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Listening to the future

Paul Markham, a faculty member and director of the ALIVE Center for Community Partnerships at Western Kentucky University, wrote this guest post on a recent conversation he had with college student leaders. The ALIVE Center promotes community development across Central Kentucky through campus and community partnerships.

Petition to support the UN Millenium Development Goals.jpg I spent an evening with six Western Kentucky University (WKU) students. My goal was not to teach a class or orchestrate a co-curricular event; rather, I was there only to listen. After simply asking them to describe their passions and what they hope to accomplish during their time at WKU, it didn’t take long for me to realize that I was listening to the future of our university and our society at large.

I have always had an empathetic nature and wanted to help others. I’ve found that this is the most effective way to do that – getting students involved in their communities. It takes an entire community to do something to truly help others. Instead of doing random acts of kindness here or there, we really have to be in the mindset that our everyday actions are what truly makes a difference. – Rebecca Katz

Following the 2008 election, a number of publications have focused on the increase in civic engagement among the millennial generation. While following electoral politics and voting is important to these young leaders, they are thinking much more in terms of local organizing and empowerment.

During my second year of college I wrote a newspaper article about MLK day and human rights. At that point I realized that there were so many issues on the local level – there are things that I could be doing right here, right now. The notion of “saving people” always sat really uncomfortably with me. I have come to realize that it’s not about saving anybody. It’s about working together to achieve justice. – Greg Capillo

For these students, the university is a space where character is shaped in significant ways. All of the students that I spoke with have achieved a high level of academic excellence in their classroom studies, but are sensitive to the crucial growth that occurs outside the classroom.

When I came to college I found others who shared the same sort of passion and hope that, in a world with so many problems, things could be better and that we as young people can determine our own future – we can write our own history. It has been very inspirational being around all these people that care so deeply about these things. – Matt Vaughn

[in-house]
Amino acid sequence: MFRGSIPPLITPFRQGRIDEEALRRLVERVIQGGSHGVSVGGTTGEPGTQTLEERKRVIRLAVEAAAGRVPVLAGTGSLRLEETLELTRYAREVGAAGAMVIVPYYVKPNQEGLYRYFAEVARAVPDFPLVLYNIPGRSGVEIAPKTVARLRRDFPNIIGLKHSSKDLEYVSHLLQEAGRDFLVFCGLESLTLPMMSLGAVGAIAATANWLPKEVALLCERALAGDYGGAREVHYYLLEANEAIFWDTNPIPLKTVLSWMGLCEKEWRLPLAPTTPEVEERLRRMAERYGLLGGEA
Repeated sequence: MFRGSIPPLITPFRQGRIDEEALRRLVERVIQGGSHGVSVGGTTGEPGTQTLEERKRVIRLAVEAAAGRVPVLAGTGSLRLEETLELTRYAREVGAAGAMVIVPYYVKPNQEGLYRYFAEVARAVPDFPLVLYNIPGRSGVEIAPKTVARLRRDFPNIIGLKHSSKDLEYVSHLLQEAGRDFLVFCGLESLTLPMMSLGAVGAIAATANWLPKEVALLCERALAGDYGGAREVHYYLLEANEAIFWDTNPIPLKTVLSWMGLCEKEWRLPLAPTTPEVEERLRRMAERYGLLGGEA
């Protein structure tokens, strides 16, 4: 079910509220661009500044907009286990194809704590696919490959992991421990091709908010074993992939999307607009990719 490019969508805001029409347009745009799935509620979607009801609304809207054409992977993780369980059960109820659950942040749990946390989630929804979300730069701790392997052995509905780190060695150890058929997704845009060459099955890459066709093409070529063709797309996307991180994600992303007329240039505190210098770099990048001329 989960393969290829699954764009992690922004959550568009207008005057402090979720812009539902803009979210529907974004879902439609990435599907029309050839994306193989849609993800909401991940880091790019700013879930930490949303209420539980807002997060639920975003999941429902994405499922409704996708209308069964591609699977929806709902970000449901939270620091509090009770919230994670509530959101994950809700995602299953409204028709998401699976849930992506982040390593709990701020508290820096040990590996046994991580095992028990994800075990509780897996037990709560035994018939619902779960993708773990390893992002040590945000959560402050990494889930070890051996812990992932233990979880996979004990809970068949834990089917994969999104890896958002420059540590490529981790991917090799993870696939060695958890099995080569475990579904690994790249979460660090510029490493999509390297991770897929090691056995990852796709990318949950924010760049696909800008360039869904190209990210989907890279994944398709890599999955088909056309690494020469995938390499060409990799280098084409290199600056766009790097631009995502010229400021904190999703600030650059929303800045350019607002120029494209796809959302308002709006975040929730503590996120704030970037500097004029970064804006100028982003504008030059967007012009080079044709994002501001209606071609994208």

When I got to college, I realized that just being in a classroom and learning “stuff” wasn’t good enough for me. I wanted to learn by doing it and being involved. I have learned so much here that did not come from a textbook. I think that it is hard not to care about important social issues when you are surrounded by people that are passionate and knowledgeable. – Sara Moody

Sara Ferguson reminded me of the practical impact that students can bring to our campus and community. Her leadership with “GreenToppers – Students for Campus Sustainability” culminated in the adoption of a campus-wide energy policy. Ferguson noted that “The education and knowledge combined with our constant communication with administration, I feel, has been our contribution to the energy policy. It hasn't been about protests and petition, but rather about bringing all stake holders together and coming up with a tangible goal for everyone to meet.”

I was impressed with the depth of vision that these students articulated. They see their work as having a lasting impact on WKU.

I think that a lot of the work that we are doing has led the leaders and administrators of this university to think about institutionalizing civic engagement. Of all the things that we are doing, I am most proud of the type of education that we are developing here – a place where students can learn about the state of the world and how to change it. – Joey Coe

I want to see a day when, like school spirit, we develop a sense of community spirit and that is what is expected from WKU students. – Sara Moody

As our campus and communities come together to shape the future of our society, this conversation serves a critical reminder of the task of higher education and the role that we all have in creating a more just and sustainable world.

Editor's note: Western Kentucky University is one of 16 state colleges and universities around the country working together as part of the Civic Agency Project to integrate citizenship with coursework. The effort goes beyond service learning and involves staff and community members as well as faculty and students. The Civic Agency Project is coordinated by the Center for Democracy and Citizenship and the American Association of State Colleges and Universities.

Hubert H. Humphrey Institute of Public Affairs